In the near future there’s a form of motor racing featuring cars that hover just above the track, and the graphic novel is named after one of the finest racers, who is just returning from the injuries sustained in a crash that killed another driver two years previously. Despite his talent and massive earnings from winnings, Broyler’s a man who lives from day to day, and two years away from racing have wiped him out financially. Mike Kennedy ensures that’s not his only problem. There’s been a fallout with his daughter, also now racing, and in his first race back he starts hearing the voice of the man who died, and it’s not a temporary situation. Having established Broyler’s poor state, Kennedy’s plot dangles the chance of redemption and riches, but that comes with a catch.

Hugo Broyler is as fast-paced as one of the races, establishing the basics quickly, and moving right on, with Kennedy adding to the complications all the way. The idea of the hovering cars is just colour, as much of the story could be told with ordinary models, but the way Francisco Paronzini draws the racing scenes will make you glad they didn’t take that route. He has the action layouts down to a dynamic treat, although a few of his people are poorly composed. A dozen artists are credited for “additional artwork”, but it’s never clarified where they fit in, as the basic art looks the same from page to page.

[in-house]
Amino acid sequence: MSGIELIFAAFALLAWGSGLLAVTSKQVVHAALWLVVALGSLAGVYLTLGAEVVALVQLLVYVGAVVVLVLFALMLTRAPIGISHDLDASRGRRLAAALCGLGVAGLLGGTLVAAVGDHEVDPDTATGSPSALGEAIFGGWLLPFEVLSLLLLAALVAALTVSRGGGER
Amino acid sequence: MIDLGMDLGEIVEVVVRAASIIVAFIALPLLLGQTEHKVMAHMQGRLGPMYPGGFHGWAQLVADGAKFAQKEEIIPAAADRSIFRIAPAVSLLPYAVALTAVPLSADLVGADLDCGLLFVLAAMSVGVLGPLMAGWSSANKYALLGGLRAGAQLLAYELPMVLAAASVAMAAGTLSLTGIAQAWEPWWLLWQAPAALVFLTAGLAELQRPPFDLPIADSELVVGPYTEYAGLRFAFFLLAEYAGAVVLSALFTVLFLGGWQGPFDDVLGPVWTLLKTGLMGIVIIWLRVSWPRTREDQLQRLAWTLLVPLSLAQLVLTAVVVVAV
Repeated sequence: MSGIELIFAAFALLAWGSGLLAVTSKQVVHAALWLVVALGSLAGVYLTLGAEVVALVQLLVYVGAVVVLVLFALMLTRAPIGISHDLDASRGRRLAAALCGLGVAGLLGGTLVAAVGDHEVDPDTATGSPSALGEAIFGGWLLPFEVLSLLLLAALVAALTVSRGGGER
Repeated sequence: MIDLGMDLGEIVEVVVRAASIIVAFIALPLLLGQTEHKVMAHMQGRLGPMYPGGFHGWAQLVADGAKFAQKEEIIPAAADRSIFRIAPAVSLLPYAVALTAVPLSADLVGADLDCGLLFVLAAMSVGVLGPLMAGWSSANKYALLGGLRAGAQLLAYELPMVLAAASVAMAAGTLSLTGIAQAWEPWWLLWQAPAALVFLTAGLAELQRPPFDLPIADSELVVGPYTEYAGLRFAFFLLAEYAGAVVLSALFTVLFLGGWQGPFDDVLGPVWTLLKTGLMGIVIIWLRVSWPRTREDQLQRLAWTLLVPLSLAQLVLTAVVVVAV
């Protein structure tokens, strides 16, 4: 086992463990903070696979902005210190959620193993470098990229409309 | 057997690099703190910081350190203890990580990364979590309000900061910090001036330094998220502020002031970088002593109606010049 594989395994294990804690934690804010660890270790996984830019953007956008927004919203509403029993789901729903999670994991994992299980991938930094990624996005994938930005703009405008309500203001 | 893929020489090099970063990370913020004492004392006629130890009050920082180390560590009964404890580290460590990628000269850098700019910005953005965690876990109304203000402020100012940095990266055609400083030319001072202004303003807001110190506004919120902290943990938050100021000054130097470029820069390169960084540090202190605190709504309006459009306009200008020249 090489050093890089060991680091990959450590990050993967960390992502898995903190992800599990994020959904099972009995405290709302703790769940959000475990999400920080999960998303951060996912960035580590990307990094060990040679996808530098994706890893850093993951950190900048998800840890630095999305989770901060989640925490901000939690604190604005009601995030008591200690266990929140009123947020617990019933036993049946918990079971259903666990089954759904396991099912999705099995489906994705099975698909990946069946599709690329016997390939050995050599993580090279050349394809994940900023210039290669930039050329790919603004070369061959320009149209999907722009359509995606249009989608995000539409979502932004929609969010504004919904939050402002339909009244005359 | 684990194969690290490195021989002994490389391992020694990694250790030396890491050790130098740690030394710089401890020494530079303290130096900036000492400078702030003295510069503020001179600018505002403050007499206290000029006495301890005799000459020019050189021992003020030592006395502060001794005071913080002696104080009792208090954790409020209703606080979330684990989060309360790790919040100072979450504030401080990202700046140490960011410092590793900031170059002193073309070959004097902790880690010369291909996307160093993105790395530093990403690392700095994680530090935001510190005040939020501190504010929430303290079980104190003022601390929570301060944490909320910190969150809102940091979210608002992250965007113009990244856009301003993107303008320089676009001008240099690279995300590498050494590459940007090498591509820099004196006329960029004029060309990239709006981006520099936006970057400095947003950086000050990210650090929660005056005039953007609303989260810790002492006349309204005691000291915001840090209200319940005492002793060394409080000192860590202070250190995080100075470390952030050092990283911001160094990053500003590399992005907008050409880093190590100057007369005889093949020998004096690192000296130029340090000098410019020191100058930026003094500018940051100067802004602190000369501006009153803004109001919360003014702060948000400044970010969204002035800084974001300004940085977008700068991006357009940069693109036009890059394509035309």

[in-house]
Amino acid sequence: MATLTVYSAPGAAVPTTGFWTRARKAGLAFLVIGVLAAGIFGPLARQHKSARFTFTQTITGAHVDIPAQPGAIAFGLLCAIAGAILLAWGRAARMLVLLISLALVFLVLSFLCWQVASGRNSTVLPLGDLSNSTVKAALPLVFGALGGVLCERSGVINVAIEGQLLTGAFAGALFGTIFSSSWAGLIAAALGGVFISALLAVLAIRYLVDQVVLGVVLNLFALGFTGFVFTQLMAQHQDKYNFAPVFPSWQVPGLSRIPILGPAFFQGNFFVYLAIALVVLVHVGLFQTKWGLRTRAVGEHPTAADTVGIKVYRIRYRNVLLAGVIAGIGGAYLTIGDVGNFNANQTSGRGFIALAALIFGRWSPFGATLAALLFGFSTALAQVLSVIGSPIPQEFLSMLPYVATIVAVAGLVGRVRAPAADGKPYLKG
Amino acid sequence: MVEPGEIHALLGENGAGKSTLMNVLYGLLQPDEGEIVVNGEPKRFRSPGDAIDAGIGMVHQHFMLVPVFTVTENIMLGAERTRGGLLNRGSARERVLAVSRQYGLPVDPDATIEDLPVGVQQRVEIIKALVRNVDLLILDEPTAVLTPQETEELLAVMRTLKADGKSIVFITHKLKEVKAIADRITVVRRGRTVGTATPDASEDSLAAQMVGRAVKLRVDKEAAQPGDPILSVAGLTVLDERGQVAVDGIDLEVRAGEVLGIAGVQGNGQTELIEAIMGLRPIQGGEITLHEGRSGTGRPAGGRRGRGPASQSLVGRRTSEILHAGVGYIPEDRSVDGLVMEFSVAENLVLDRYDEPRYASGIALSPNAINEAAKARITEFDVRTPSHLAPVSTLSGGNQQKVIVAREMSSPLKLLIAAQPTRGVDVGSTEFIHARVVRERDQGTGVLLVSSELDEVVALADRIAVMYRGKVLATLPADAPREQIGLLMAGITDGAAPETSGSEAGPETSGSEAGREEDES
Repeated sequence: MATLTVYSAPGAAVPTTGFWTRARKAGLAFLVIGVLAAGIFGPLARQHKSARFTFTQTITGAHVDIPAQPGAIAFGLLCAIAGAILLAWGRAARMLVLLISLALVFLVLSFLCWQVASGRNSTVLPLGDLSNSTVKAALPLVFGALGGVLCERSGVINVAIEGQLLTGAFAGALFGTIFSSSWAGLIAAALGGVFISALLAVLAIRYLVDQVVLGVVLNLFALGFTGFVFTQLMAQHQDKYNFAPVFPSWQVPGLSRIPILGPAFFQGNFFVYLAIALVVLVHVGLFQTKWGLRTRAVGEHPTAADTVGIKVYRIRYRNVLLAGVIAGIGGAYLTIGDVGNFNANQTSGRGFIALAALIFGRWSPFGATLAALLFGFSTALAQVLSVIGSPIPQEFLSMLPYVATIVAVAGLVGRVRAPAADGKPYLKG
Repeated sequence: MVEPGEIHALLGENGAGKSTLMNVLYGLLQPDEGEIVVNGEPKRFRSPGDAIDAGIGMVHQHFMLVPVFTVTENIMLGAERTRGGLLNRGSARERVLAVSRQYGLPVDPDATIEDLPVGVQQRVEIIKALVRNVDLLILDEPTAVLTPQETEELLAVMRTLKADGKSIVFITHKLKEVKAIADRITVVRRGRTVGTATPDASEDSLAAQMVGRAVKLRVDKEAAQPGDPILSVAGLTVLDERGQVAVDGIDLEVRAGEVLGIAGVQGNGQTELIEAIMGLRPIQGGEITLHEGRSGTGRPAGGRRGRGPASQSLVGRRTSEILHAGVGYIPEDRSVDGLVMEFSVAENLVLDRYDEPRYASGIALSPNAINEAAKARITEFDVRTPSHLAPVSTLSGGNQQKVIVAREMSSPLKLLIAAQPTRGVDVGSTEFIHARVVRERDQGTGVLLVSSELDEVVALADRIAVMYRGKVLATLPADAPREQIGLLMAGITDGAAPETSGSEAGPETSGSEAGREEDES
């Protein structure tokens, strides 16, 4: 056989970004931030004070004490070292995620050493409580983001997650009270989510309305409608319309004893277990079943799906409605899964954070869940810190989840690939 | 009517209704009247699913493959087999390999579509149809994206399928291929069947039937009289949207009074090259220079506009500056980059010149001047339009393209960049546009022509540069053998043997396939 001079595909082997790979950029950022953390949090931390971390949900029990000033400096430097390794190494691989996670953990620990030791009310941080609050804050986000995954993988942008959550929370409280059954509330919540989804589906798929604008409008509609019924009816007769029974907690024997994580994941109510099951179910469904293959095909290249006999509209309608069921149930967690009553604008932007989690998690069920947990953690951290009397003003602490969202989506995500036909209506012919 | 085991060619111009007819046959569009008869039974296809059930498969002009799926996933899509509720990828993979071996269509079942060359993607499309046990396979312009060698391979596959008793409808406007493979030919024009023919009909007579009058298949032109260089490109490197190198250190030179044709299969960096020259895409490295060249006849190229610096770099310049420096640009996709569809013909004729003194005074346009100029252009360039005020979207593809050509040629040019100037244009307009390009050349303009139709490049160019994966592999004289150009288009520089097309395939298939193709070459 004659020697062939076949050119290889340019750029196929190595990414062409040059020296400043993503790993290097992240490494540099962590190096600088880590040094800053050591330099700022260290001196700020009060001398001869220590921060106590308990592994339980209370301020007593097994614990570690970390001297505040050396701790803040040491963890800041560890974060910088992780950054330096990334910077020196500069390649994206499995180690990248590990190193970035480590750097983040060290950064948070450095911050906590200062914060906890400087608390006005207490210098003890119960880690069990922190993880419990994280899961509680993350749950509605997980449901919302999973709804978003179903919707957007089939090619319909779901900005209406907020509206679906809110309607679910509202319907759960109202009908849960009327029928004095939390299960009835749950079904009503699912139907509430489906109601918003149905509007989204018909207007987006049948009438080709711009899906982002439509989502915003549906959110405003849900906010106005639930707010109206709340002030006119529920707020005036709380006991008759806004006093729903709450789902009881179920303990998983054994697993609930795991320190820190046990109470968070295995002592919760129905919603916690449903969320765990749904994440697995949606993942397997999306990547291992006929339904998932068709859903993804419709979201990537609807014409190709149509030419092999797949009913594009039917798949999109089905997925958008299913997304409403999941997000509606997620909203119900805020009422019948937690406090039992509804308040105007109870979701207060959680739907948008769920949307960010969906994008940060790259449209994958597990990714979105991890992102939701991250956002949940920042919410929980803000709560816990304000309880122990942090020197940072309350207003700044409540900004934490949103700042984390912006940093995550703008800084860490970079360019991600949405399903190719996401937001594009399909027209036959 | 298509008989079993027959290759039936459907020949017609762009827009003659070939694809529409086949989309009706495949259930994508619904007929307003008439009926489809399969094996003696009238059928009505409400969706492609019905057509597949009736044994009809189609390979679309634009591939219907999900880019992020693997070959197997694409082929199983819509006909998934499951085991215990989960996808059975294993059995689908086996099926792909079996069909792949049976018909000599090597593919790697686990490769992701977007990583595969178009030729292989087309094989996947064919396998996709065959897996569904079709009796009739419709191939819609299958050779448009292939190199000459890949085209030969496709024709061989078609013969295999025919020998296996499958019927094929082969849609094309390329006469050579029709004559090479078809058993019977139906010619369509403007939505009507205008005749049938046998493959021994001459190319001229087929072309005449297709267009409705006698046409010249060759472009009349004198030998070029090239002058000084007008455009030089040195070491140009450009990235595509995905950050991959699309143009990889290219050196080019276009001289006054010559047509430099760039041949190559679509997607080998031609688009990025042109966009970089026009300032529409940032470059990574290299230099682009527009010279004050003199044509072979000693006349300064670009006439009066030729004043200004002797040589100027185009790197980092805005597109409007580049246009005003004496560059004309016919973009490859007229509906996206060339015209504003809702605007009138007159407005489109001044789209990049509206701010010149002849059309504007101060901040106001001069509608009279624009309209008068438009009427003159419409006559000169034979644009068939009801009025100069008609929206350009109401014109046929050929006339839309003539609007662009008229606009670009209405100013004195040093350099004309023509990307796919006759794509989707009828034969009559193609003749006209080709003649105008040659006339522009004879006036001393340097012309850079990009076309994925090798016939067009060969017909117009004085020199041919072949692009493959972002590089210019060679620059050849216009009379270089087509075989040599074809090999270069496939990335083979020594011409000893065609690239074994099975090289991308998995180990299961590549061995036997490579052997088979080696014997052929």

While Kennedy’s plot works, and the art is fine, Hugo Broyler is a project that would be considerably better on a screen where actual movement would add immeasurably to the thrills. It wouldn’t take a lot of alterations to adapt it for the Fast and Furious franchise, for instance.

Not every mystery is revealed by the end, although Hugo Broyler provides a complete action-packed story with some intriguing characters. A continuation was intended, but now seems very unlikely to appear.